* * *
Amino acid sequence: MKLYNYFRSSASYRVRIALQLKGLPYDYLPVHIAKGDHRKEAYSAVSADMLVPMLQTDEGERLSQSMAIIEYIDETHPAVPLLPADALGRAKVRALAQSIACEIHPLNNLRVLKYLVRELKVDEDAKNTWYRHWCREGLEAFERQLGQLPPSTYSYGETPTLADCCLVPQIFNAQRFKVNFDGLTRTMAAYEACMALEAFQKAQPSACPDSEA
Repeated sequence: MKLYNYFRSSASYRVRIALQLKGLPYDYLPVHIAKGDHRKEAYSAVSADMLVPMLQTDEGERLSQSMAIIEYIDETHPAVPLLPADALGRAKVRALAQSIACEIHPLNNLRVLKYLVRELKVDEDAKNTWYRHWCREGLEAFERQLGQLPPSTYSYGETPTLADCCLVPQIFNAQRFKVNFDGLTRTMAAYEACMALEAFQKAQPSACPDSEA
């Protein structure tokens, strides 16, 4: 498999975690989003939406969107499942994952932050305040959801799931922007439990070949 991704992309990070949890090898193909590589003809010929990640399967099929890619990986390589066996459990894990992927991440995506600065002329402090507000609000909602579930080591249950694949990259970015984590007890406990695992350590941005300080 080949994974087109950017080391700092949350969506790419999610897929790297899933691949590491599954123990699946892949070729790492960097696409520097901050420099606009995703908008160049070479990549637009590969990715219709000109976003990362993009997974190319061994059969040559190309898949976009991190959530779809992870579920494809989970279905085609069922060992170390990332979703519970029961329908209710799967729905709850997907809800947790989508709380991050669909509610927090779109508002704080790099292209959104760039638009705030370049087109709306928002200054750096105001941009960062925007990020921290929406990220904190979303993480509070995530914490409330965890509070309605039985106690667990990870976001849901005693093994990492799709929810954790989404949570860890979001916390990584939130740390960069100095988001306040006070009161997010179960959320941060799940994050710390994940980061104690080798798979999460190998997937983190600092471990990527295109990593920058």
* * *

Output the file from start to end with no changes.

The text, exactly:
Amino acid sequence: MKLYNYFRSSASYRVRIALQLKGLPYDYLPVHIAKGDHRKEAYSAVSADMLVPMLQTDEGERLSQSMAIIEYIDETHPAVPLLPADALGRAKVRALAQSIACEIHPLNNLRVLKYLVRELKVDEDAKNTWYRHWCREGLEAFERQLGQLPPSTYSYGETPTLADCCLVPQIFNAQRFKVNFDGLTRTMAAYEACMALEAFQKAQPSACPDSEA
Repeated sequence: MKLYNYFRSSASYRVRIALQLKGLPYDYLPVHIAKGDHRKEAYSAVSADMLVPMLQTDEGERLSQSMAIIEYIDETHPAVPLLPADALGRAKVRALAQSIACEIHPLNNLRVLKYLVRELKVDEDAKNTWYRHWCREGLEAFERQLGQLPPSTYSYGETPTLADCCLVPQIFNAQRFKVNFDGLTRTMAAYEACMALEAFQKAQPSACPDSEA
């Protein structure tokens, strides 16, 4: 498999975690989003939406969107499942994952932050305040959801799931922007439990070949 991704992309990070949890090898193909590589003809010929990640399967099929890619990986390589066996459990894990992927991440995506600065002329402090507000609000909602579930080591249950694949990259970015984590007890406990695992350590941005300080 080949994974087109950017080391700092949350969506790419999610897929790297899933691949590491599954123990699946892949070729790492960097696409520097901050420099606009995703908008160049070479990549637009590969990715219709000109976003990362993009997974190319061994059969040559190309898949976009991190959530779809992870579920494809989970279905085609069922060992170390990332979703519970029961329908209710799967729905709850997907809800947790989508709380991050669909509610927090779109508002704080790099292209959104760039638009705030370049087109709306928002200054750096105001941009960062925007990020921290929406990220904190979303993480509070995530914490409330965890509070309605039985106690667990990870976001849901005693093994990492799709929810954790989404949570860890979001916390990584939130740390960069100095988001306040006070009161997010179960959320941060799940994050710390994940980061104690080798798979999460190998997937983190600092471990990527295109990593920058």